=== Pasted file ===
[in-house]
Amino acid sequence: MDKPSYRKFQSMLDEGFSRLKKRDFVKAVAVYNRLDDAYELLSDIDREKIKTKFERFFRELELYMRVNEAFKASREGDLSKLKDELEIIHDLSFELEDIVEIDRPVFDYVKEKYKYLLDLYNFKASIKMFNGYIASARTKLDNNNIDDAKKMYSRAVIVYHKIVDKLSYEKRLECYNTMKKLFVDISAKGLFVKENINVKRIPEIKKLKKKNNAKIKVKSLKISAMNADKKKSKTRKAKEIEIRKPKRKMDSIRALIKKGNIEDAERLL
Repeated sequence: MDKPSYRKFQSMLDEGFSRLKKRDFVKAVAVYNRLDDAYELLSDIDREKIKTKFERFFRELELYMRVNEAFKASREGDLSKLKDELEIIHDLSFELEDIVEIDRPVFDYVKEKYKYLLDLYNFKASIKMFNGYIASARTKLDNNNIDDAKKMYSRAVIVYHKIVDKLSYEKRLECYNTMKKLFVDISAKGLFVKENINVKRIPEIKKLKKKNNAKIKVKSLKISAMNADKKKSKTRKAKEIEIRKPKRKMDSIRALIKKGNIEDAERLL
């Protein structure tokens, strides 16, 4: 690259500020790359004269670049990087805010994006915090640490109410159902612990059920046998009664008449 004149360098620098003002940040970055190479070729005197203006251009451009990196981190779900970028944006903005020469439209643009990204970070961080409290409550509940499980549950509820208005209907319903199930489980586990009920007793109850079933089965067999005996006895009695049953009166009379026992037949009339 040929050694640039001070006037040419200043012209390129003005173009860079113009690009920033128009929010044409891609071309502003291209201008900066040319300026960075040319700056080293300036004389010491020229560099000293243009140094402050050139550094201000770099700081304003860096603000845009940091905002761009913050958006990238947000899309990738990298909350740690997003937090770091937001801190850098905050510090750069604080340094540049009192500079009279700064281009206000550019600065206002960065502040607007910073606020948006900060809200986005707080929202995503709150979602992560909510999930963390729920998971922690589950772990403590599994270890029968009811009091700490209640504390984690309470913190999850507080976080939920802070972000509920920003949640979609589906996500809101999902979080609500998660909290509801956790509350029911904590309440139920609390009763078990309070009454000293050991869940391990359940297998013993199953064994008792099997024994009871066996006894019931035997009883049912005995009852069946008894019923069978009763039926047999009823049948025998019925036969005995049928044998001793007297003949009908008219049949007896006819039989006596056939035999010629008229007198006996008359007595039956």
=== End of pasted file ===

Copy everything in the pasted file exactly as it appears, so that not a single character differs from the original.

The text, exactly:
[in-house]
Amino acid sequence: MDKPSYRKFQSMLDEGFSRLKKRDFVKAVAVYNRLDDAYELLSDIDREKIKTKFERFFRELELYMRVNEAFKASREGDLSKLKDELEIIHDLSFELEDIVEIDRPVFDYVKEKYKYLLDLYNFKASIKMFNGYIASARTKLDNNNIDDAKKMYSRAVIVYHKIVDKLSYEKRLECYNTMKKLFVDISAKGLFVKENINVKRIPEIKKLKKKNNAKIKVKSLKISAMNADKKKSKTRKAKEIEIRKPKRKMDSIRALIKKGNIEDAERLL
Repeated sequence: MDKPSYRKFQSMLDEGFSRLKKRDFVKAVAVYNRLDDAYELLSDIDREKIKTKFERFFRELELYMRVNEAFKASREGDLSKLKDELEIIHDLSFELEDIVEIDRPVFDYVKEKYKYLLDLYNFKASIKMFNGYIASARTKLDNNNIDDAKKMYSRAVIVYHKIVDKLSYEKRLECYNTMKKLFVDISAKGLFVKENINVKRIPEIKKLKKKNNAKIKVKSLKISAMNADKKKSKTRKAKEIEIRKPKRKMDSIRALIKKGNIEDAERLL
């Protein structure tokens, strides 16, 4: 690259500020790359004269670049990087805010994006915090640490109410159902612990059920046998009664008449 004149360098620098003002940040970055190479070729005197203006251009451009990196981190779900970028944006903005020469439209643009990204970070961080409290409550509940499980549950509820208005209907319903199930489980586990009920007793109850079933089965067999005996006895009695049953009166009379026992037949009339 040929050694640039001070006037040419200043012209390129003005173009860079113009690009920033128009929010044409891609071309502003291209201008900066040319300026960075040319700056080293300036004389010491020229560099000293243009140094402050050139550094201000770099700081304003860096603000845009940091905002761009913050958006990238947000899309990738990298909350740690997003937090770091937001801190850098905050510090750069604080340094540049009192500079009279700064281009206000550019600065206002960065502040607007910073606020948006900060809200986005707080929202995503709150979602992560909510999930963390729920998971922690589950772990403590599994270890029968009811009091700490209640504390984690309470913190999850507080976080939920802070972000509920920003949640979609589906996500809101999902979080609500998660909290509801956790509350029911904590309440139920609390009763078990309070009454000293050991869940391990359940297998013993199953064994008792099997024994009871066996006894019931035997009883049912005995009852069946008894019923069978009763039926047999009823049948025998019925036969005995049928044998001793007297003949009908008219049949007896006819039989006596056939035999010629008229007198006996008359007595039956």